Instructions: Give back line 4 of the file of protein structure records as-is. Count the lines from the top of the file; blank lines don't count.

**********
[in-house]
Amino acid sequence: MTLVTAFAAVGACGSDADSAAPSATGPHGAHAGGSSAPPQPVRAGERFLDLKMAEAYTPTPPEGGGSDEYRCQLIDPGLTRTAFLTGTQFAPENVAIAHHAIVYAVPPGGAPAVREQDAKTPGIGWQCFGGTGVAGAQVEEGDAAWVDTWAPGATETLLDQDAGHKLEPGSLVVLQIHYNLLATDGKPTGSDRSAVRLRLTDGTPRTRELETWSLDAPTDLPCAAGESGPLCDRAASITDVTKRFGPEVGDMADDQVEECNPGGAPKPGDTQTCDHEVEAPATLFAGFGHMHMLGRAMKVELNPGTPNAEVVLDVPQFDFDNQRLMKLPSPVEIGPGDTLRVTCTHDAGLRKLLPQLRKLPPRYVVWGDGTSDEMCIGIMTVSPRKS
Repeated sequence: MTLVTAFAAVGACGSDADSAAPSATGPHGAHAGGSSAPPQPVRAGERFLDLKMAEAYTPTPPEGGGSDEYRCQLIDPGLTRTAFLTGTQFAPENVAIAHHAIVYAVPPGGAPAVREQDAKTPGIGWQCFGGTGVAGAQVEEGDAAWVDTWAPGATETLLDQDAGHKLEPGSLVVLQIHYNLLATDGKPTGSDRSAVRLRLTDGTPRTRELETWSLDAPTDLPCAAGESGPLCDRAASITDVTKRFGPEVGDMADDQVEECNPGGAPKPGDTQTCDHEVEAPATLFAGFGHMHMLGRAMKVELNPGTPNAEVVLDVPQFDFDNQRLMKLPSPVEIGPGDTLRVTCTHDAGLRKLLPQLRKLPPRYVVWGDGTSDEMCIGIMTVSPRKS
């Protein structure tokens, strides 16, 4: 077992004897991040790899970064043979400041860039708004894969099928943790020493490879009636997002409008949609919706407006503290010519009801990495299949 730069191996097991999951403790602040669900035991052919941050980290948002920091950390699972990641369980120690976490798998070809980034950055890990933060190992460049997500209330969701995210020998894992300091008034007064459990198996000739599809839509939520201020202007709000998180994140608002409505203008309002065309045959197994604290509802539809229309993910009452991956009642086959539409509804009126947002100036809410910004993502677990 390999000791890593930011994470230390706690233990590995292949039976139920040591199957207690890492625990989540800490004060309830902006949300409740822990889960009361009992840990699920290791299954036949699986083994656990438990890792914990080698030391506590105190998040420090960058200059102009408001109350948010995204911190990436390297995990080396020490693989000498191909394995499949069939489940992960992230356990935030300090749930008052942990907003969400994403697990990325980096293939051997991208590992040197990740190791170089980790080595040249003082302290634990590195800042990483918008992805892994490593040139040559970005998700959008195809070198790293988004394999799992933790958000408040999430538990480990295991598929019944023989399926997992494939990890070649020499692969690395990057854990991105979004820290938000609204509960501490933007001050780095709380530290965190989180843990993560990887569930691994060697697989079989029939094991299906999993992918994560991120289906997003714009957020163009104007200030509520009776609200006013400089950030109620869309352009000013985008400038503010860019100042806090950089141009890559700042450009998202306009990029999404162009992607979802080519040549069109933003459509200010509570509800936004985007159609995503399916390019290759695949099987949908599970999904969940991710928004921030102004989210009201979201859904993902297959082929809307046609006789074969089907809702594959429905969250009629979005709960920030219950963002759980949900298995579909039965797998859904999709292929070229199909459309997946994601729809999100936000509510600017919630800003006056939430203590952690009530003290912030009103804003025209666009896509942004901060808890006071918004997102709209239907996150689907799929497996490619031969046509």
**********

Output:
């Protein structure tokens, strides 16, 4: 077992004897991040790899970064043979400041860039708004894969099928943790020493490879009636997002409008949609919706407006503290010519009801990495299949 730069191996097991999951403790602040669900035991052919941050980290948002920091950390699972990641369980120690976490798998070809980034950055890990933060190992460049997500209330969701995210020998894992300091008034007064459990198996000739599809839509939520201020202007709000998180994140608002409505203008309002065309045959197994604290509802539809229309993910009452991956009642086959539409509804009126947002100036809410910004993502677990 390999000791890593930011994470230390706690233990590995292949039976139920040591199957207690890492625990989540800490004060309830902006949300409740822990889960009361009992840990699920290791299954036949699986083994656990438990890792914990080698030391506590105190998040420090960058200059102009408001109350948010995204911190990436390297995990080396020490693989000498191909394995499949069939489940992960992230356990935030300090749930008052942990907003969400994403697990990325980096293939051997991208590992040197990740190791170089980790080595040249003082302290634990590195800042990483918008992805892994490593040139040559970005998700959008195809070198790293988004394999799992933790958000408040999430538990480990295991598929019944023989399926997992494939990890070649020499692969690395990057854990991105979004820290938000609204509960501490933007001050780095709380530290965190989180843990993560990887569930691994060697697989079989029939094991299906999993992918994560991120289906997003714009957020163009104007200030509520009776609200006013400089950030109620869309352009000013985008400038503010860019100042806090950089141009890559700042450009998202306009990029999404162009992607979802080519040549069109933003459509200010509570509800936004985007159609995503399916390019290759695949099987949908599970999904969940991710928004921030102004989210009201979201859904993902297959082929809307046609006789074969089907809702594959429905969250009629979005709960920030219950963002759980949900298995579909039965797998859904999709292929070229199909459309997946994601729809999100936000509510600017919630800003006056939430203590952690009530003290912030009103804003025209666009896509942004901060808890006071918004997102709209239907996150689907799929497996490619031969046509």